Finally I navigate the humanity that is a grocery store at 5 p.m. on Maundy Thursday, and I end up in the line behind these two women. They look at me, look at each other, and then START WHISPERING.

Folks, I nearly lost my mind right there. After trying so hard to not feel negative, to try and look at things from other peoples’ points of view and trying help out friends and family who have need help throughout the week – only to get slammed, I was ready to put my fist through their carton of eggs. Very. Ready. “WHAT THE F— IS YOUR PROBLEM?” was on the tip of my tongue – and I would have meant to say it!

As we crept toward the cashier, and I started unloading my groceries, when the mother spun around, leaned in towards me and said,

“Your hair ROCKS! I LOVE it!!!!” with the biggest smile I had seen all week. The daughter, behind her, was smiling and nodding vigorously.

In a instant I felt horrible for being such a mental bitch to her, combined with a mix of feeling flattered and pleased, because one does not expect to receive compliments, never mind in public. I gave her a big smile and said thank you. She and her daughter continued to converse, but now I could hear some of it, “awesome” came up a couple of times.

Once I got in my vehicle, I thought about how things can spin on a dime. All week I had worked so hard to make everyone else happy, and  not a single person recognized me for it, or in fact, told me I had made things worse. Here, I go about doing my own thing, and a complete stranger comes up to me and gives ME a compliment; something that I myself have made a habit of doing to other people.

And the hair….

2013-03-28 17.11.51

 

Totally ROCKED!!!!

Happy Easter, Happy Passover!

 

 

 

Fifty Shades of Silver AKA A Hair Raising Situation

I have had a love/hate relationship with my hair for a long time.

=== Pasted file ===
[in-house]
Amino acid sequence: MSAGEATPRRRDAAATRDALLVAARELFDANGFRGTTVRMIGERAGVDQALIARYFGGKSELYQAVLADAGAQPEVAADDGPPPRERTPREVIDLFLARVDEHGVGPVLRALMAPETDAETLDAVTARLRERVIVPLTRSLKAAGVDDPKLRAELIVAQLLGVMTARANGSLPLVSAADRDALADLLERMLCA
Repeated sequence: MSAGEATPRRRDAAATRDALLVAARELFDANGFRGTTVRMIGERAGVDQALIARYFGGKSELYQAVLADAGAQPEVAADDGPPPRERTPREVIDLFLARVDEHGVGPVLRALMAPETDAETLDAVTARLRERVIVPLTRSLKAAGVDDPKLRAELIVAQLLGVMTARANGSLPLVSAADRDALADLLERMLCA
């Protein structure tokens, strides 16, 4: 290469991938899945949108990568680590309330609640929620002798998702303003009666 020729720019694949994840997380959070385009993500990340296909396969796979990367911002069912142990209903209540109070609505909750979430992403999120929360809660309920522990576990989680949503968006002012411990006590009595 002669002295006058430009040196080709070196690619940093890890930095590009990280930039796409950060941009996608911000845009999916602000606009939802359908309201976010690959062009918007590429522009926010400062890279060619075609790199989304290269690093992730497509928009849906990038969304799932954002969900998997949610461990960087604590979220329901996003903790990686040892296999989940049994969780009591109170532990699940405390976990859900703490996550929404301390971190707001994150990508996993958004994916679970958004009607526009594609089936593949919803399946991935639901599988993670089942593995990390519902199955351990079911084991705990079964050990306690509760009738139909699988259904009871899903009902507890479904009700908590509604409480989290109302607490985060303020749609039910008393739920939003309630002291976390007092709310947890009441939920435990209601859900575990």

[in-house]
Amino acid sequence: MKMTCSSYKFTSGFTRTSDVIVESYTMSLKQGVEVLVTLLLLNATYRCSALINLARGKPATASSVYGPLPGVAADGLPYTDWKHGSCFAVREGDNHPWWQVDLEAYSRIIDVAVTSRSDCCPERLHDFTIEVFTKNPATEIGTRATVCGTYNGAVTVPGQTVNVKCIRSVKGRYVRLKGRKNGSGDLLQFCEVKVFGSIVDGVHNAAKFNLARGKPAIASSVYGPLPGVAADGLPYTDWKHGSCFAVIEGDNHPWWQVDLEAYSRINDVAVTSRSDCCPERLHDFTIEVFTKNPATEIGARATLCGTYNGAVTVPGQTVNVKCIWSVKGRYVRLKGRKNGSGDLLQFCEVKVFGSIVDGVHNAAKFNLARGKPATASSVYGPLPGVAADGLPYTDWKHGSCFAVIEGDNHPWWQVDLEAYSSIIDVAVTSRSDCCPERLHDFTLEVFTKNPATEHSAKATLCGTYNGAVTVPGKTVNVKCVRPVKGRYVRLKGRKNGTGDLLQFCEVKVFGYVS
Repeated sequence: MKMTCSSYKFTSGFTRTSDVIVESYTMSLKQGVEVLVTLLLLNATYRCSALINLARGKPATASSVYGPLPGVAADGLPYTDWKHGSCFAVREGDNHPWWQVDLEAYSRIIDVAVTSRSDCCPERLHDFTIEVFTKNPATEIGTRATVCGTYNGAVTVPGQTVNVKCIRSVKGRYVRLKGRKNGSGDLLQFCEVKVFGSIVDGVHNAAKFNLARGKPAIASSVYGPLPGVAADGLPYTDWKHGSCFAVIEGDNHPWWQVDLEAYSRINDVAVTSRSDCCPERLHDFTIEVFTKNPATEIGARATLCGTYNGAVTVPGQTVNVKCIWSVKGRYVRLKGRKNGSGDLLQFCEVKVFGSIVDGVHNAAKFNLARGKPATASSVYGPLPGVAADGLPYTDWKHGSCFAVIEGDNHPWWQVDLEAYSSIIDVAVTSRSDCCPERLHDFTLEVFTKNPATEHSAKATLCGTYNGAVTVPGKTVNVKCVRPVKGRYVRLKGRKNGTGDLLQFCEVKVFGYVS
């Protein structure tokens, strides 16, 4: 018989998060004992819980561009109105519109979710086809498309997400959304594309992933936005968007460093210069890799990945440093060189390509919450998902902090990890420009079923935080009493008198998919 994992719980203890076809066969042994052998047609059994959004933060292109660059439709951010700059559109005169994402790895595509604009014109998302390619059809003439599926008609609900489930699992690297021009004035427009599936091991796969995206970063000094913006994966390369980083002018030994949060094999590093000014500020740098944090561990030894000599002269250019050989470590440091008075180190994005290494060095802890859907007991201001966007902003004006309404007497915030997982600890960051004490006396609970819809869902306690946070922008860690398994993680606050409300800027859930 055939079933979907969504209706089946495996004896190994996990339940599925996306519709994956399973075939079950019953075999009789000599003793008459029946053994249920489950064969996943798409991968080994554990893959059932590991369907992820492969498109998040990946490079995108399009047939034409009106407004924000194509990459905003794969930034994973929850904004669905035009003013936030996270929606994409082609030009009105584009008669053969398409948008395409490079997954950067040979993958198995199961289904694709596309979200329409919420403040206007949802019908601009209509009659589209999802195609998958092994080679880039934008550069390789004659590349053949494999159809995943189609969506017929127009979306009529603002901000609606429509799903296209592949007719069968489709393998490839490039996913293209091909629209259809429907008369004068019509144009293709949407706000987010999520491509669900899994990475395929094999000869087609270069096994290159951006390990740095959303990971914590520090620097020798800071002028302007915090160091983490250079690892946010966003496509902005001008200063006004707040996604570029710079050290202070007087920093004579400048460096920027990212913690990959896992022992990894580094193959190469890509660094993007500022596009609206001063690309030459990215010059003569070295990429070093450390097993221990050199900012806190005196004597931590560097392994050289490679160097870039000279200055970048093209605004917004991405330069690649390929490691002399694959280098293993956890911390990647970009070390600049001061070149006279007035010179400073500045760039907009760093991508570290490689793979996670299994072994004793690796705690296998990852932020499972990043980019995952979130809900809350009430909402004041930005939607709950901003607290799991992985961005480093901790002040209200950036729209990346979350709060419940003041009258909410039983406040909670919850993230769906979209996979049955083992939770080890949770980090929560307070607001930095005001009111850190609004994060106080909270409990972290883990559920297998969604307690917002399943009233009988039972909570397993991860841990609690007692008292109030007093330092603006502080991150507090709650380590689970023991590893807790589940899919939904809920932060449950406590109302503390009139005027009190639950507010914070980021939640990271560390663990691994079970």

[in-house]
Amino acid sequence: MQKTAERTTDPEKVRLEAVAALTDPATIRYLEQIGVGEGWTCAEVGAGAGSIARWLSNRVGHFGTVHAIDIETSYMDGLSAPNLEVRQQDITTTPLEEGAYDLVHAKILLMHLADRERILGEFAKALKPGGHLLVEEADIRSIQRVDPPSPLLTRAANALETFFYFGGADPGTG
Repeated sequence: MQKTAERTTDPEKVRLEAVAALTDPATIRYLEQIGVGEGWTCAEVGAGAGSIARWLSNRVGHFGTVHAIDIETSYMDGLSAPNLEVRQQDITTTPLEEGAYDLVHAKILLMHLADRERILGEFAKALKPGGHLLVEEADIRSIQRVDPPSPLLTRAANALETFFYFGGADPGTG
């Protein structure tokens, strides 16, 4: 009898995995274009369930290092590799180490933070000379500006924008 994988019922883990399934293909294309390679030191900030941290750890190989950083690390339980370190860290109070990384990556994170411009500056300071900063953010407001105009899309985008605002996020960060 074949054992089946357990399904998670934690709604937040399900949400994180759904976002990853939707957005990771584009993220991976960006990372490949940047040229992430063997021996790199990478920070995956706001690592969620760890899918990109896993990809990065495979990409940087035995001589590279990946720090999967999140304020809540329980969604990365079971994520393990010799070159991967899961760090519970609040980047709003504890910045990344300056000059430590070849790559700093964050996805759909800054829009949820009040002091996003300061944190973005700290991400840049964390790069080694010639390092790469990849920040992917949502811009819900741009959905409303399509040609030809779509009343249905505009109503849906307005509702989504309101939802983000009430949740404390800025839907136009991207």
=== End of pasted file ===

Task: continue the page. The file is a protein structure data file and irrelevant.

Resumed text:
Growing up, I had long hair. Think waist length. My parents loved it. Both Little Sister and I would go years between trims and I can remember how  exciting it was, that I might get a hair “style”, but no. It was just a trim of dead ends. I begged for shorter hair like some of my friends. I was told I could cut my hair when I was “older”.

Well…that wasn’t Grade 8…

Lookin’ like I just fell off the buggy….

Hair as thick as a horse’s tail and would give me a headache when it was up in a ponytail. My friends had adorable shags, bowl cuts, perms. I had brown-blonde hair. Although my mother will swear on a stack of bibles that I am a blonde.

I enjoyed some relief in Grade 9 when I was sophisticated enough to trim off some length.

WHOO – HOO. Trimmed all the way up to my shoulders. Daring!!!

I must have forgotten to book my back to school trim, because I have a mane full of hair again the next year.

Holy Nelly, the girl has bangs. Or is that fringe? Or just a sad excuse of….oh forget it. Like those “bangs”.

In fairness, I should mention, I did have braids, the occasional bun and was the proudest owner of the largest barette collection this side of my sister’s room.

At some point in my later secondary school career, I sported the Wilson Phillips; that is the same chop job sported by Chyna Phillips. Somehow, I didn’t look as good as she did. Now I know it is because she has fine, thin hair, and mine, uh, isn’t. So it grew back out once more and by the time I was in college, it was long. Again.